BRIEF DESCRIPTION OF THE DRAWINGS

The invention will now be described in greater detail with reference to the preferred embodiments illustrated in the accompanying drawings, in which like elements bear like reference numbers, and wherein:

FIG. 1 shows a schematic diagram of a dynamic virtual private network (DVPN) access scenario in accordance with one embodiment of publishing (provisioning) resources configured at one site (the resource site) to another site (the client site).

FIG. 2 shows a chart relating to dual-NAT packet encapsulation format in accordance with one embodiment.

FIG. 3 shows a schematic diagram of a dynamic virtual private network (DVPN) architecture for remote resource access between two peer virtual private network (VPN) nodes using DVPN addresses.

FIG. 4 shows a chart relating to an informational setup of a Network Address Translation (NAT)/Port Address Translation (PAT) Rule for remote resource service deployment between two peer VPN nodes in accordance with one embodiment.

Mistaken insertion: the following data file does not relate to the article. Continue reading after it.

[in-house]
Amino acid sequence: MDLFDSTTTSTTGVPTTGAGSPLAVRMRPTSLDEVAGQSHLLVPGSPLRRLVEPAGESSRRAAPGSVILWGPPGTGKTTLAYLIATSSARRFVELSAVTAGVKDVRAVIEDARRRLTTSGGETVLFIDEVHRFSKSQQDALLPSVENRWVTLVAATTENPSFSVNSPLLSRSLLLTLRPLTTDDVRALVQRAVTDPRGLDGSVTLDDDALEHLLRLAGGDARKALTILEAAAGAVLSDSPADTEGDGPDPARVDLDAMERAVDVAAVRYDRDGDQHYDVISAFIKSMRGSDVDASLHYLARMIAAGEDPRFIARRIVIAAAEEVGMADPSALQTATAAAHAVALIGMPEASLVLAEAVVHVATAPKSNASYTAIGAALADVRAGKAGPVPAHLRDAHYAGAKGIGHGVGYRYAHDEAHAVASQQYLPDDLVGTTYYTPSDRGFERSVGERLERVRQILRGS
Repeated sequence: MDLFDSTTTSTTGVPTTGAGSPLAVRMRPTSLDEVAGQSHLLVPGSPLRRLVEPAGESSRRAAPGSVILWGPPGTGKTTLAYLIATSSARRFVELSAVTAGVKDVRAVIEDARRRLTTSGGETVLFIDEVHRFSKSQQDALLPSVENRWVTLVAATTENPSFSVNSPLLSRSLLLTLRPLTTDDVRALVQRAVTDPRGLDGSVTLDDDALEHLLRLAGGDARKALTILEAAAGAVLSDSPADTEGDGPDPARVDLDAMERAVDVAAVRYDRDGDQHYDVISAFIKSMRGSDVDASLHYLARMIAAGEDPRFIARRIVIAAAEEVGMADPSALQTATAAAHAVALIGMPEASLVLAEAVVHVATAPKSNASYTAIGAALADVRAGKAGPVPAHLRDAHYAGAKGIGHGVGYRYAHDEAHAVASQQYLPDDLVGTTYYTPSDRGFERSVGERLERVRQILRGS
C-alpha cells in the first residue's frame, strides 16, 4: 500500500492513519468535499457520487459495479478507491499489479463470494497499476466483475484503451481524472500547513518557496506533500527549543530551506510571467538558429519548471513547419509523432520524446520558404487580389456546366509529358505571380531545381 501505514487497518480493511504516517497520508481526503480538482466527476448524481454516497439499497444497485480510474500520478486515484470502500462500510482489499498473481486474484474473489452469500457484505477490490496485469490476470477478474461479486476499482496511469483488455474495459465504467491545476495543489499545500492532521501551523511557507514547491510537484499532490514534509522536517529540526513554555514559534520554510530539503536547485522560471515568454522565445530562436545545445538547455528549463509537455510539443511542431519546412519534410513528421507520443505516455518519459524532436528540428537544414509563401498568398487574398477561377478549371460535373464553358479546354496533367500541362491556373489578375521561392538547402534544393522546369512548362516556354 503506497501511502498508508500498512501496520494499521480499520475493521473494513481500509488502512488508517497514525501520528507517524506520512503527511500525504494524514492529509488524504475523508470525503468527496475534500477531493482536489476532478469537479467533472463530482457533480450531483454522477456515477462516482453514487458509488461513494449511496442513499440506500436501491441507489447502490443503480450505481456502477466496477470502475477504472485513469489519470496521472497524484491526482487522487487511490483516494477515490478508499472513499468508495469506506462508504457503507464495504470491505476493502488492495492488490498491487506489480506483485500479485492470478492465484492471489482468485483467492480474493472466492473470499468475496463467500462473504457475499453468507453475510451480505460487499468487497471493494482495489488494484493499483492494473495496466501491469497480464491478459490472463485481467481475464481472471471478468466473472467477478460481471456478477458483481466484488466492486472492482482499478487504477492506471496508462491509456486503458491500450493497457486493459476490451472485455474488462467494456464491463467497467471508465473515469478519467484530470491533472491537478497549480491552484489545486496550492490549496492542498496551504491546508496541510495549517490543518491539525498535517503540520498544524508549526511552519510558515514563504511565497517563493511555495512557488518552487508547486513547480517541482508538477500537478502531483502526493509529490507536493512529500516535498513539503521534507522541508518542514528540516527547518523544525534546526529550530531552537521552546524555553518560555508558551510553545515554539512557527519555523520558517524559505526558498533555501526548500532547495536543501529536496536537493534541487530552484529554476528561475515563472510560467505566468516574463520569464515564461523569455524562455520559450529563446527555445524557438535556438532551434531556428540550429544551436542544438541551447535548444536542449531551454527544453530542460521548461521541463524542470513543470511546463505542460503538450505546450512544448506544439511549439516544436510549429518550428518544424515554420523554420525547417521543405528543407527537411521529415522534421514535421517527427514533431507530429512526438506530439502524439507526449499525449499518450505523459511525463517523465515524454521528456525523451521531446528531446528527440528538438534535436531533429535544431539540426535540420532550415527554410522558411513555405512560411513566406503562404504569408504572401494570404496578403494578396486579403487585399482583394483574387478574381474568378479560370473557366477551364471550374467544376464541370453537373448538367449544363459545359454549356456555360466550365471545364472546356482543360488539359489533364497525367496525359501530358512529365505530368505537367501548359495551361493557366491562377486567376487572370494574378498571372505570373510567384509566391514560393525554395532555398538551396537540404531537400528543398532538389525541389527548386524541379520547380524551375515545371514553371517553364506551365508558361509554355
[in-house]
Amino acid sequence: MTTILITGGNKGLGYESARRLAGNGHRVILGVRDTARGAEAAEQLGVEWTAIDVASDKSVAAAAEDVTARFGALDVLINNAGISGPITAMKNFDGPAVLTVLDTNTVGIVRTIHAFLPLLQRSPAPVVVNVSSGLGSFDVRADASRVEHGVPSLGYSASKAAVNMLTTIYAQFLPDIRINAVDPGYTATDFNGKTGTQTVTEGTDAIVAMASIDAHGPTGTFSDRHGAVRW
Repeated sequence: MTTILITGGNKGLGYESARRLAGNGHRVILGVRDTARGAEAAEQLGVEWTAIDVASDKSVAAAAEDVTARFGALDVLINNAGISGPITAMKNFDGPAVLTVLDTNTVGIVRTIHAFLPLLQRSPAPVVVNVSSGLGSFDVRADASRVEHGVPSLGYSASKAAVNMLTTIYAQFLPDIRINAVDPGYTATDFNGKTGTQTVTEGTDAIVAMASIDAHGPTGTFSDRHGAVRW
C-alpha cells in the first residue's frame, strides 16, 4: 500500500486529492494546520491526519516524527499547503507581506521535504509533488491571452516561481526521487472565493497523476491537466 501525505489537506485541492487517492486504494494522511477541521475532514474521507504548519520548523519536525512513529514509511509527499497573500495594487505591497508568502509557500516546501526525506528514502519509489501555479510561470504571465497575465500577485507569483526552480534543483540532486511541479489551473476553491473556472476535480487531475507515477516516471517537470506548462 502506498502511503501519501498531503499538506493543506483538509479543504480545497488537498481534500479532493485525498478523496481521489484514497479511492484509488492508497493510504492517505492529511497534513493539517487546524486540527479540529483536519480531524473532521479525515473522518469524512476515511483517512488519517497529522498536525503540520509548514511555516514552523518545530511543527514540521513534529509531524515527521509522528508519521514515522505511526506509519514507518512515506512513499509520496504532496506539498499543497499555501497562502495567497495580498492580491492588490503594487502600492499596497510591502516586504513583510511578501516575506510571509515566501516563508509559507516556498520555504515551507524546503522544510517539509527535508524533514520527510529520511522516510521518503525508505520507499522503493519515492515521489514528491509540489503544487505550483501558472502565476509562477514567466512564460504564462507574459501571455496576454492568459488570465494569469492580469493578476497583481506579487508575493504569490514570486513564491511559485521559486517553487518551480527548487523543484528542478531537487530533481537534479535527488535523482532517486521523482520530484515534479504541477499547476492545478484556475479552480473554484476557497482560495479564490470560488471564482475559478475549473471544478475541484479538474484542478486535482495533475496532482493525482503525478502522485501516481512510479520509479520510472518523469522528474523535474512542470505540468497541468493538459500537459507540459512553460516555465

FIG. 5 shows a table relating to NAT Only Rule for the remote resource access packet flow between two peer VPN nodes in accordance with one embodiment.

FIG. 6 shows a schematic diagram of a dynamic VPN (DVPN) architecture between peer VPN nodes having application resources, such as FTP, using a dynamic port protocol.

FIG. 7 shows a flow chart relating to Active Mode File Transfer Protocol (FTP) between a Client and an FTP Server.

FIG. 8 shows a table relating to the PORT command packet sending from the Client to the FTP Server.

FIG. 9 shows a table relating to NAT the content of the PORT command packet using Active Mode File Transfer Protocol (FTP).

FIG. 10 shows a table relating to the packet flow from the FTP Server data port to the Client data port.

FIG. 11 shows a flow chart relating to Passive Mode File Transfer Protocol (FTP) between a Client and an FTP Server.

FIG. 12 shows a table relating to the PASV command packet sending from the Client to the FTP Server.

FIG. 13 shows a table relating to NAT the content of the PORT command packet using Passive Mode File Transfer Protocol (FTP).

FIG. 14 shows a table relating to the packet flow from the Client data port to the FTP Server data port.

DETAILED DESCRIPTION